Ever needed a mental break and yet the hardest part was actually stopping long enough to recognize that you need a break? Sitting in front of the computer, answering emails, checking Facebook, researching, writing, reading—and believing that these are the most important events in your life? Then lurking in the background of the great list of ‘things-to-do’ is the relentless call of weeds in the flower bed, annuals begging to be released from the over-fertilized, rootbound pots, and the nagging list of groceries to buy, food to prepare, and outdoor spaces to clean now that summer is here.
No small children for me at this stage of life but there is always an awareness that family meals and get-togethers are essential, especially on occasions where we get to tell our dads / sons / uncles / brothers / grandfathers how much we appreciate them. Which reminds me…
Happy Belated Father’s Day, Dad! That’s me with my three younger siblings. There were more kids to come!
My weekend is likely not much different than yours, just a slightly different to-do list. We all have them, especially young moms with babies and kids. Dads too.
This past weekend, I stopped all the writing, researching, thinking, marking, and reading to simply dig in the dirt, buy groceries, and make dinner for the family on Sunday. (Have to thank husband here for sharing the dinner load, even though technically it was ‘his’ day.) The weeds and annuals called to me silently but persuasively…and I am a better person for it.
While digging in the dirt, I was watching for my friend, the one-legged magpie. I met her last year and it seems she survived the coldest, snowiest winter that I can recall. She never wandered far from our yard. When I first met her, I felt terribly sad that she has to go through life on one leg. My family, on hearing me tell of my one-legged friend at Sunday dinner, had differing opinions about ANY magpie! I agree they can be destructive and downright mean at nesting time…dive-bombing anyone and anything in the vicinity of their babies. But family opinions aside, I admire her ability to go through life making the best of a rather limiting situation. (I could change my mind if she chooses to dive-bomb once the eggs hatch!)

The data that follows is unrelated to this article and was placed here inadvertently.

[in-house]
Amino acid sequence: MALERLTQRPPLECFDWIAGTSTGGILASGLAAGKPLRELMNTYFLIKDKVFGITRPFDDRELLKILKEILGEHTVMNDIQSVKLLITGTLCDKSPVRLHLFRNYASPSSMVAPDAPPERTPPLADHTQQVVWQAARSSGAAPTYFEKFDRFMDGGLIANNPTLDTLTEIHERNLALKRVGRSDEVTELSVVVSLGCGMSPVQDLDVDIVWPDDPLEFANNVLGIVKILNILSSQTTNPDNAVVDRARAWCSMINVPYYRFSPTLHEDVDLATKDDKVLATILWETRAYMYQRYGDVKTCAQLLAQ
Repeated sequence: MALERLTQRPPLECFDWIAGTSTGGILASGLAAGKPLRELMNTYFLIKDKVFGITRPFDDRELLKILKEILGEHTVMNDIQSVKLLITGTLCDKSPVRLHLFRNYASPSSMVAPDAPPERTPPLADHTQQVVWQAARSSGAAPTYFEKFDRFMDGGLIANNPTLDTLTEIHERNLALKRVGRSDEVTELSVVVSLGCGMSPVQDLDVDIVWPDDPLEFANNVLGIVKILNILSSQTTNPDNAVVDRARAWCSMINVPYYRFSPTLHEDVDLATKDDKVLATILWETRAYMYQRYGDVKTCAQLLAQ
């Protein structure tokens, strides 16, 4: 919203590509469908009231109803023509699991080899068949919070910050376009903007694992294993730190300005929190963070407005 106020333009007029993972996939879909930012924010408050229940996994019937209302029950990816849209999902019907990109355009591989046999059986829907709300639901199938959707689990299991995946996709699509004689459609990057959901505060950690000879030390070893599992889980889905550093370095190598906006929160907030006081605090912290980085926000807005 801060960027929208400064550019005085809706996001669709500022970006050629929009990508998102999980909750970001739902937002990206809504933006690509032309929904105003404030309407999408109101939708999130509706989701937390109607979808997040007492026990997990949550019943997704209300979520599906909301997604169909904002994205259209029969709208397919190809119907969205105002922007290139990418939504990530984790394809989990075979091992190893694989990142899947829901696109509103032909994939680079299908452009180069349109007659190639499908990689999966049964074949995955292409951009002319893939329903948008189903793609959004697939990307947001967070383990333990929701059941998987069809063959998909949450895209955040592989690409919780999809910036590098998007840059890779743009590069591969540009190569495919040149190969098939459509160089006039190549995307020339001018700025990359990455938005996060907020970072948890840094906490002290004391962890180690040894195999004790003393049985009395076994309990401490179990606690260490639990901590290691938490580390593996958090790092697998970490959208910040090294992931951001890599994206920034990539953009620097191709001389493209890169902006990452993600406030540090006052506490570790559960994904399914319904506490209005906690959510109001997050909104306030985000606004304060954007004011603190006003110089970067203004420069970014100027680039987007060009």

How can I tell the magpie is a ‘her’? I can’t, but I do know that there are two magpies in the fir tree taking turns chasing the high-wire, tail-flicking squirrels away from their nest. Guess it’s just me personifying the female and my current state…wobbling some days just to stay perched on top of all that needs to be done!
She has learned how to hunker down on the windiest, most precarious days…leaning down and moving closer to the telephone/cable wires and rooftops that offer support beneath her. Even on the ground, she has learned to stay low and use the ground beneath her to lend support. You can tell it’s her when she is flying…tail, wings, and body making a million adjustments with the wind…very little that is elegant or smooth about her flight but fly she does. She gets to where she needs to go every time.
Hmmmm…gee…who does she remind me of? Ha! I am not alone — so many of us wobbling in the wind these days, men and women juggling a lot of responsibilities and time demands too. The world seems to be spinning faster and faster. We get to where we need to be despite all the millions of tiny adjustments that need to be made to get us there!